A healthy approach to work?
A Government initiative promises to halve fatal injuries and serious accidents at work by 2004, and, as Mark Macaulay reports, employers that fall foul of the rules could face tougher sentences, stiffer fines and a range of new penalties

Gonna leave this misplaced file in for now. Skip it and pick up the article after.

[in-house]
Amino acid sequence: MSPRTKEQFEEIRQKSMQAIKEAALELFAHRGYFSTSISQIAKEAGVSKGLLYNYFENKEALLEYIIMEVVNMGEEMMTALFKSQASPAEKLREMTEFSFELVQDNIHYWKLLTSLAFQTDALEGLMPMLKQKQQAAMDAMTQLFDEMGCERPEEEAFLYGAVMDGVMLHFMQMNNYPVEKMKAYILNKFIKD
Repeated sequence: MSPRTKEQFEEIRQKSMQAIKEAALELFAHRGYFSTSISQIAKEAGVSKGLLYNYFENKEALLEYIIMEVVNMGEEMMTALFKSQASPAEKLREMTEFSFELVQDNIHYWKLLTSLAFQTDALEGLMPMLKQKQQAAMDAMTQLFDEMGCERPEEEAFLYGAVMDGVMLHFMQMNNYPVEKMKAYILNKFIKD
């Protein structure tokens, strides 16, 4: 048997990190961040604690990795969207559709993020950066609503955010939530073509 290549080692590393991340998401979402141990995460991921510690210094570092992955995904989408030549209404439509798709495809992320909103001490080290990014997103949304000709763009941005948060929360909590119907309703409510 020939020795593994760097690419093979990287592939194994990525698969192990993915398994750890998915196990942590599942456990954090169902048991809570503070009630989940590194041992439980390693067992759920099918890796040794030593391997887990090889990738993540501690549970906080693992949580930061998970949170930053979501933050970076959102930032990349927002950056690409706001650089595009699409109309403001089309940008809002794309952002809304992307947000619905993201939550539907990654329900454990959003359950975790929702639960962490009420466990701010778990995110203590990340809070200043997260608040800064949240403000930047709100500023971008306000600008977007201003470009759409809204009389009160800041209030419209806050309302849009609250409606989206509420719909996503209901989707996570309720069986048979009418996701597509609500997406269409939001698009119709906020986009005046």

The Government has launched an initiative to reduce accidents and ill health caused by work to coincide with the 25th anniversary of the enforcement of the landmark Health & Safety at Work Act 1974. Entitled ‘Revitalising Health and Safety’, the broad aim of the initiative is to ensure the regulatory framework for health and safety keeps pace with the changing workplace. More specifically, it aims to reduce the number of working days lost per 100,000 workers from work-related injury and ill health by 30% by 2010; reduce the rate of fatal and major injury accidents by 10% by 2010; and reduce the rate of work-related ill health by 20% by 2010. It has set a target of achieving half of the improvements under each target by 2004.These national aims are underpinned by 10 points which are intended to set the direction for health and safety over the next 10 years. These include: health and safety education at every level; cultivating a culture of self-regulation; ‘designing’ health and safety into processes and products; and motivating employers to improve their health and safety performance. In order to meet the aims, there will be a fundamental review of the health and safety incident reporting regulations by the Health and Safety Commission (HSC). There will also be a larger number of inspectors. The Government will seek an early legislative opportunity to give the courts greater sentencing powers for health and safety crimes. This will mainly be done by extending the £20,000 maximum fine in the lower courts to a much wider range of offences that currently attract a maximum penalty of £5,000; and the power to imprison for most health and safety offences. The HSC will advise ministers on the feasibility of consultees’ proposals for more innovative penalties. Examples of such penalties are fines linked to the turnover or profit of a company; prohibition of director bonuses for a fixed period; suspended sentences pending remedial action; penalty point system on the drivers’ licence model; fixed penalty notices for specific offences; and compulsory health and safety training. The Health and Safety Executive will monitor and draw public attention to trends in prosecution, convictions and penalties imposed by the courts by publishing a special annual report. This will ‘name and shame’ companies and individuals convicted in the previous 12 months. Preventing accidents and ill health, rather than dealing with the consequences seems to be the priority of the strategy statement. The intention appears to be to motivate employers to improve health and safety performance and encourage a culture shift to achieve this. However, Revitalising Health & Safety also indicates tougher sentences for health and safety offences and the introduction of innovative penalties.
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